By Troy Duster

On June 20, 2011, the New York Times published an article entitled "Genetic Basis for Crime: A New Look" in anticipation of the start (that day) of the annual National Institute of Justice Conference in Arlington, Virginia. The article noted: "On the opening day criminologists from around the country can attend a panel on creating databases for information about DNA and 'new genetic markers' that forensic scientists are discovering."1 The reporter noted how much the climate has changed in the last two decades, when social scientists studying crime generally eschewed any attempts to bring genetics into their explanatory models.

The general frame for the Times' piece is that careful, thoughtful and reasonable social scientists are finally acknowledging that genes play a role in criminal behavior. By innuendo, only those social scientists that are ideologically bound to ignore the role of genetics hold to an outmoded view. This is very reminiscent of an article that appeared in the Chronicle of Higher Education two years earlier, in which a very similar frame was used even more dramatically,  with the jaw-dropping opening lines: "Genetic research finally makes its way into the thinking of sociologists. If sociologists ignore genes, will other academics-and the wider world-ignore sociology?"2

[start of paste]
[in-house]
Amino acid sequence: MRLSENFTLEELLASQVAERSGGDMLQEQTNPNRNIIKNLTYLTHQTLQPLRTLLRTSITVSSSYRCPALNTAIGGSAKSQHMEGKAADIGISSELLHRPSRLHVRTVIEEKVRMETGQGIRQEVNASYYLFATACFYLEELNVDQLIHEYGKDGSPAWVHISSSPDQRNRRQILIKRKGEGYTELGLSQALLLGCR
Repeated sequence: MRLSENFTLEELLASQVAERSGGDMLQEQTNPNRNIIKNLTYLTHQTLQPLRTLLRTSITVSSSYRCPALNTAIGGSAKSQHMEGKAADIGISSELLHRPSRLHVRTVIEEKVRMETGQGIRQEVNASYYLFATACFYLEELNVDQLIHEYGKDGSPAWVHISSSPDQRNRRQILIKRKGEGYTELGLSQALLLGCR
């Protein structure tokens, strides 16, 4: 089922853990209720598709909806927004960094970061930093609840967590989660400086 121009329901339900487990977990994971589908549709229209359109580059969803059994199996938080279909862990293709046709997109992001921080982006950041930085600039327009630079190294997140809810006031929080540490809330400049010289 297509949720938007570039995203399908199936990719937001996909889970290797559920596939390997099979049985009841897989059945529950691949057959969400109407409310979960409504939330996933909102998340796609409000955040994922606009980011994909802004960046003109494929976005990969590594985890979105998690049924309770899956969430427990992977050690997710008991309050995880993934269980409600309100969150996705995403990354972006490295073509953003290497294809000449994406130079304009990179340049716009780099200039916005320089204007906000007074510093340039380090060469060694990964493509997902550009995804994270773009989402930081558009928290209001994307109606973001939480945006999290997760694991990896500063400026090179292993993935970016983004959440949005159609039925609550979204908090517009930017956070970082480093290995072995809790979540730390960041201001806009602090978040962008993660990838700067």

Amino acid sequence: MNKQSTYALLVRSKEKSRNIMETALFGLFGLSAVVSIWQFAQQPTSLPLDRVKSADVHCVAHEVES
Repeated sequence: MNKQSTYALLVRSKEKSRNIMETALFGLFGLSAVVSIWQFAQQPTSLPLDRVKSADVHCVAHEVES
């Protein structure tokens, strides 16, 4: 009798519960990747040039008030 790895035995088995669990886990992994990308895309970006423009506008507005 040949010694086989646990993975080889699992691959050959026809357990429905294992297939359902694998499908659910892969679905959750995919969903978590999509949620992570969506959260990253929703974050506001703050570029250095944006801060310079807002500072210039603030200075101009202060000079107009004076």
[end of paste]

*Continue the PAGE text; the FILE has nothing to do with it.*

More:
For both articles, the reporters interviewed me. The earlier piece cast me in the role of the backward looking Luddite trying to push back against the inevitable tide of progress in science. Indeed, this article stated that I go " far as to suggest that any sociologist who embraced genetic approaches was a traitor to the discipline."

Actually, I said nothing of the kind. Rather, in the article that the reporter references, I assiduously described the scaffolding of knowledge production around criminal statistics of both violent and property crimes, indicating how those who begin theorizing about such crimes with already collected crime statistics are likely to make a fundamental mistake in scientific inquiry.3 The first principle of data collection in science is the assurance of the accuracy and integrity of baseline data. If there is a systematic skew or flaw in the database, theories built upon that database are unreliable. This is as true for sociologists as it is for geneticists. Before I turn to the matter of bringing in genetics to help explain criminal behavior, some historical context is necessary for how sociologists have made this error in theorizing about explanations of crime.